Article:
We were six hours out of Tokyo somewhere over the North Pacific. My back was cramped, calf muscles knotted, longing for sleep that would not come, the movie rolling out in sullen silence. I wait for the night to pass, for light to break in through the cracks around the pulled shades some small reminder that day and freedom await, but the sun remains outside, knowing its place. We wandered the desert for 40 years but there we had freedom of movement, endless space in the parching sun. Sitting on the plane, quietly begging for a landing and the crush of bodies moving through the airport, you long to see her pull off the shirt and jeans, to see her standing, stretching in the pink panties, to mix lust and love and sweat, to hold her in the frantic dance of orgasm, but none of that is possible from seat 34-C United Flight 882 en route to Chicago. We stood in the cattle cars, pressed so tightly that movement occurred only in waves, surprised that they would treat laborers in such a fashion, but dreading the alternative, it offered constant provision of your papers to the smug young men who knew so little of the world, save for the gray wool of the uniforms, the twin lightning bolts screwed into their lapels, their cruelty not only expected but ordered. When we saw the smoke rising from the ovens we knew, but preferred to deny the truth as surely as the cordwood knows that it is destined for the fire, soon to be ashes. She is likely waking now, stepping from the shower her skin lightly red from the back scrubber and the towel rubbed across her thighs. We stood on the deck of the old freighter, many of us pressed tightly against the rail and saw the old seaport baking in the sun, a land we were certain was promised us but they turned us back though several drowned swimming for her shores, death preferable to return to a place of nothingness, a void. Six hours out of Tokyo, teeming with people like the lower East Side on Shabbat morning, you want to see open spaces, to find some sort of freedom and our slavery is barely a bitter memory, saved for prayer.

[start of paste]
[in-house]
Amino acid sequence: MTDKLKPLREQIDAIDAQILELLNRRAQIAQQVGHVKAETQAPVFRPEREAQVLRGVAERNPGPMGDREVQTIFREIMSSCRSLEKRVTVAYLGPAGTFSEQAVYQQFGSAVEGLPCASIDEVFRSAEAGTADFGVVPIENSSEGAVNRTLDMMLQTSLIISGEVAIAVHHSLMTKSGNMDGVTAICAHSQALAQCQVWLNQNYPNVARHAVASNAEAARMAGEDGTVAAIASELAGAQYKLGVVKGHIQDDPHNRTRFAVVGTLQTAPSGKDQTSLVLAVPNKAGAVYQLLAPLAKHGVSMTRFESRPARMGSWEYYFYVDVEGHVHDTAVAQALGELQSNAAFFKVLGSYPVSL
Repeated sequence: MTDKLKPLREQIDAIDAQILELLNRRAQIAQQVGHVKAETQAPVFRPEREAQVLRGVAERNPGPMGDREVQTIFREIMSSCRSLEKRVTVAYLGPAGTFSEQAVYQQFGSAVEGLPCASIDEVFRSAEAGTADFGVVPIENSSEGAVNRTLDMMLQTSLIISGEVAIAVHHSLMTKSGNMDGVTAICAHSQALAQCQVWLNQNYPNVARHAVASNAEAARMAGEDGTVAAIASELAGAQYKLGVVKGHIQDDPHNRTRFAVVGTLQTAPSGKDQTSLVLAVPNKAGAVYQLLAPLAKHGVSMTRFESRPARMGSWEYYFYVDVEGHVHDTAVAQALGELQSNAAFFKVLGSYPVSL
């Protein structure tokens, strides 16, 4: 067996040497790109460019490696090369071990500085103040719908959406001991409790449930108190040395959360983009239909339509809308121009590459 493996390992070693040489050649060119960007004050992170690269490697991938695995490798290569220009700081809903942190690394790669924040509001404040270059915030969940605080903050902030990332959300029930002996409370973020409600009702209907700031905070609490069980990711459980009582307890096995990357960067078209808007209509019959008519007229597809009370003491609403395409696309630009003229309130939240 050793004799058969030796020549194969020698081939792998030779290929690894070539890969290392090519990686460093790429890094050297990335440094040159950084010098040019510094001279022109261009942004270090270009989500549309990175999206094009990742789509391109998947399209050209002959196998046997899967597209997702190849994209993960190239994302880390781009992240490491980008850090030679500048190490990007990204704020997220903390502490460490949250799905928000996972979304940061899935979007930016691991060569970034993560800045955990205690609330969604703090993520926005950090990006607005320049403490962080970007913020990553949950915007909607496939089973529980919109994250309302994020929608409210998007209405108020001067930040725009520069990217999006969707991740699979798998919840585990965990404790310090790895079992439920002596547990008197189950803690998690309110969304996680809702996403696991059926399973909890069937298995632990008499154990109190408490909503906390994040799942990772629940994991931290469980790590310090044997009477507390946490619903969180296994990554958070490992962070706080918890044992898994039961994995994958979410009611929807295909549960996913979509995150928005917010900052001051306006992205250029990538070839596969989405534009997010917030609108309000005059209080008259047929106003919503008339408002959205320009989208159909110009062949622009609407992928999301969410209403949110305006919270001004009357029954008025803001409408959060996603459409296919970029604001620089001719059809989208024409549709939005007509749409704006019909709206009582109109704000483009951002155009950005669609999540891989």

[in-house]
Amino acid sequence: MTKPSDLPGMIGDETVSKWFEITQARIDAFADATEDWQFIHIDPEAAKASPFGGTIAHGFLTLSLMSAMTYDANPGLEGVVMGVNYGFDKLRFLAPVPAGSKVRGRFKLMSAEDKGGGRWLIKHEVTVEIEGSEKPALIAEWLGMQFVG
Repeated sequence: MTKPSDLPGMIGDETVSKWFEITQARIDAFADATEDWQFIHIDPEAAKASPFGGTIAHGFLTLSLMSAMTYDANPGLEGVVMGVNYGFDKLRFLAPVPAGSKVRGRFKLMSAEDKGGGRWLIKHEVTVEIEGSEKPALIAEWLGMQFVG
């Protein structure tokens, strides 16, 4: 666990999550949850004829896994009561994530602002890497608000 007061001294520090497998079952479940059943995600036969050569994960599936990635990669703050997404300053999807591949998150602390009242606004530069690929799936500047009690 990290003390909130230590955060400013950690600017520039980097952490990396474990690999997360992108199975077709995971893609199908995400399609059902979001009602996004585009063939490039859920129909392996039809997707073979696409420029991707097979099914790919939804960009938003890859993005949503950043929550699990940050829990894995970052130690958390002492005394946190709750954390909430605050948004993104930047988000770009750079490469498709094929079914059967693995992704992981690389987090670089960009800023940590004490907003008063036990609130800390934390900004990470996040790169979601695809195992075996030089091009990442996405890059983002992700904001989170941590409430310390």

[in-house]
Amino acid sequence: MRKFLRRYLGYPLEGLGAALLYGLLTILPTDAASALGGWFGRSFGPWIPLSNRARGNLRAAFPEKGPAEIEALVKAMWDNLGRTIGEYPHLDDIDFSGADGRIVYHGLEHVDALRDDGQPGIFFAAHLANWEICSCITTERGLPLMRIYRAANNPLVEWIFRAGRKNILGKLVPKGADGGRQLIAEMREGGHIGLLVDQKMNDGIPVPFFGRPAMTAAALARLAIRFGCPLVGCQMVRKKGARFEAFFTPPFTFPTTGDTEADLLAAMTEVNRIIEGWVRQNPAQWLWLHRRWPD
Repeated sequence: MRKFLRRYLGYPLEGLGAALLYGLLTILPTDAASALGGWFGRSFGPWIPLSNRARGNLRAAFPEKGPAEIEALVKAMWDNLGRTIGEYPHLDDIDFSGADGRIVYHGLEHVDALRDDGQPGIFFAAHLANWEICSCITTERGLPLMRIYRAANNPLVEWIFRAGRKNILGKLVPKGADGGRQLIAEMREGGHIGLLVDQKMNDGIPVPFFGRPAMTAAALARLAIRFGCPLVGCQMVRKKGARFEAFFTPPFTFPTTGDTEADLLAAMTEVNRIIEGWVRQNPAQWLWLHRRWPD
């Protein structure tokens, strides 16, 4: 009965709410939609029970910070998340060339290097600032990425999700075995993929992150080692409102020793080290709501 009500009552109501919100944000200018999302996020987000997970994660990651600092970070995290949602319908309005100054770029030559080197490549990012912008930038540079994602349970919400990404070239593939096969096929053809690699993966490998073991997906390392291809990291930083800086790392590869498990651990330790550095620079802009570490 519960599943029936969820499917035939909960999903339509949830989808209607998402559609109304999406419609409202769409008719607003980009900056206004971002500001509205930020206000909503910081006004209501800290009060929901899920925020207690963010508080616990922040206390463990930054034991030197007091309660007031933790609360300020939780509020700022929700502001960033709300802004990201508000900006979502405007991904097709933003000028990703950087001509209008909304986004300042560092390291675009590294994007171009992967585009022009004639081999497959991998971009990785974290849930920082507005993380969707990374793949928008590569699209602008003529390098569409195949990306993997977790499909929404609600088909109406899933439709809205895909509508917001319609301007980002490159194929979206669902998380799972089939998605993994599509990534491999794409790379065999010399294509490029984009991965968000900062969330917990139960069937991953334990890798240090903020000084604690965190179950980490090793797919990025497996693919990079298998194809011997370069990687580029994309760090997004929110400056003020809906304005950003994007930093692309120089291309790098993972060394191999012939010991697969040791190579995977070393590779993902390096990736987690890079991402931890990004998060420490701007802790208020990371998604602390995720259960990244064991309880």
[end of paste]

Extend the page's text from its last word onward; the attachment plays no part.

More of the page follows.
First Appeared in Footwork: Paterson Literary Review, Vol. 24-25, 1998.
The cat stares down from her new perch atop the living room bookcase. She watches us move about, wondering where she might be. She can tell we are getting increasingly frantic in our search as she is new here, and we are adapting to each other still. We look behind everywhere she might hide, but she is gone. She can tell we are getting ever more nervous. She lets out a whistle, drawing our attention, and seeing us see her, she nods, saying Here I am, foolish ones.
S: What are you doing, for heaven sake? H: Isn’t it obvious, I’m searching for Nirvana, for enlightenment. S: You silly fool, it’s right behind you! H: (turning suddenly) It is not, I would certainly see it. S: You might think so, but it is still right behind you! H: But why, tell me, can’t I see it? S: Because you’re looking for it always peering outward, but if you look inward behind your eyes, you won’t be able to miss it.